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Hagop on changing FIBA eligibility rules: ‘Does this help develop basketball worldwide?’

FIBA Asia Executive Director Hagop Khajirian said that basketball’s governing body is open to making changes in player eligibility rules, as long as those tweaks would benefit the growth of the sport throughout the world.

“We are open for change of rules if the proposal or logic presented can help in developing basketball worldwide,” he told Radyo5’s Power and Play hosted by former PBA Commissioner Noli Eala, Saturday.

Player eligibility has been an issue for a while now, especially with the so-called ‘Hagop rule,’ coined after Khajirian as he pushed for the law.

That ruling that requires a player to acquire a passport by the age of 16 has affected many federations, the Philippines included.

It was the reason why FIBA-sanctioned tournaments do not recognize NBA star Jordan Clarkson and PBA BPCs Christian Standhardinger and Stanley Pringle, to name a few.

Standhardinger and Pringle, for instance, can only play for Gilas Pilipinas as naturalized players. The only time they played as locals was in the 30th Southeast Asian Games, where eligibility rules are much more relaxed.

The Samahang Basketbol ng Pilipinas has actually been vocal about getting rid of the long-standing eligibility rule. Last November, it revealed plans of speaking with FIBA regarding the case of Indo-American cager Brandon Jawato.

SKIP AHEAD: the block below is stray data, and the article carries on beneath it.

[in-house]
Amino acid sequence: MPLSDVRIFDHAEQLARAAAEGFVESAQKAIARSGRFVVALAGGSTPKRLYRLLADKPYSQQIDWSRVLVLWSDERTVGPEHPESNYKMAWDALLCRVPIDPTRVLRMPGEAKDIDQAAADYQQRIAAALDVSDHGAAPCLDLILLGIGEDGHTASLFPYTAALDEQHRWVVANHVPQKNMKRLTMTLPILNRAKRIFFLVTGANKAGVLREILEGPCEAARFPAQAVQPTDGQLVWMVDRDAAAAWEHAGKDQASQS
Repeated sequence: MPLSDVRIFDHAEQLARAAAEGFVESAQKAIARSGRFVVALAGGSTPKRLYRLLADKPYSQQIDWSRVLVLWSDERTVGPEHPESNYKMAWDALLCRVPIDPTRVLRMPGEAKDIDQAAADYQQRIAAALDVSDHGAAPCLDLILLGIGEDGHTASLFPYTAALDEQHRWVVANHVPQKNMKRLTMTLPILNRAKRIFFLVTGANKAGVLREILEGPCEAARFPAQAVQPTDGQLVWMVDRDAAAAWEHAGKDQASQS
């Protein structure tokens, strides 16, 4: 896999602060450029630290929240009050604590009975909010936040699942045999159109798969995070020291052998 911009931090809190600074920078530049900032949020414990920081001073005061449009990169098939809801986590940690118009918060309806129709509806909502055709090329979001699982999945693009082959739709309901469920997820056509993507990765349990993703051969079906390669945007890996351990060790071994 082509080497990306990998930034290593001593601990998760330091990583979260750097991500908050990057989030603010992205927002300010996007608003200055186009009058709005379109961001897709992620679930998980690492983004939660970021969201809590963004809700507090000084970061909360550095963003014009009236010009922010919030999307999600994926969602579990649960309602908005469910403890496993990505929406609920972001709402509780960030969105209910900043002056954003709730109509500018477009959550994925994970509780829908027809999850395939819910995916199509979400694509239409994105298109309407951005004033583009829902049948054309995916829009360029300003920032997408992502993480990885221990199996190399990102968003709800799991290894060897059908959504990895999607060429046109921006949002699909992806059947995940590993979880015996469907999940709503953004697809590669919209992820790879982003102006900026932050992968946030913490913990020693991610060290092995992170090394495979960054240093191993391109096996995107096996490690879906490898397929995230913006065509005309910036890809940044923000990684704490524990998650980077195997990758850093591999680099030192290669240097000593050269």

He was recognized as a local after initially being listed as a naturalized player. FIBA took into consideration the fact that he has an Indonesian-born father, and he’s been living and playing in the country since 2015.

As big of an obstacle player eligibility rules may seem for some, Khajirian stresses that the international federation is simply pushing for the growth and development of local talent and the sport per se in countries.

“Even if there are proposals to study the cases and the possibility of increasing the number of naturalized players in any national team, we have to take into consideration — Does this change help developing basketball worldwide? Does this change help improve basketball on a national level? So these are our concerns. And not individual cases if we can do this or that.

“I am sure that even in the Philippines when you are ready to make any change within your local rules, we take into consideration what is good for basketball in the Philippines. The same approach you will see in FIBA,” Khajirian opined.

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Oftentimes on the sidelines. Forever a student of the game. Morayta-bred.

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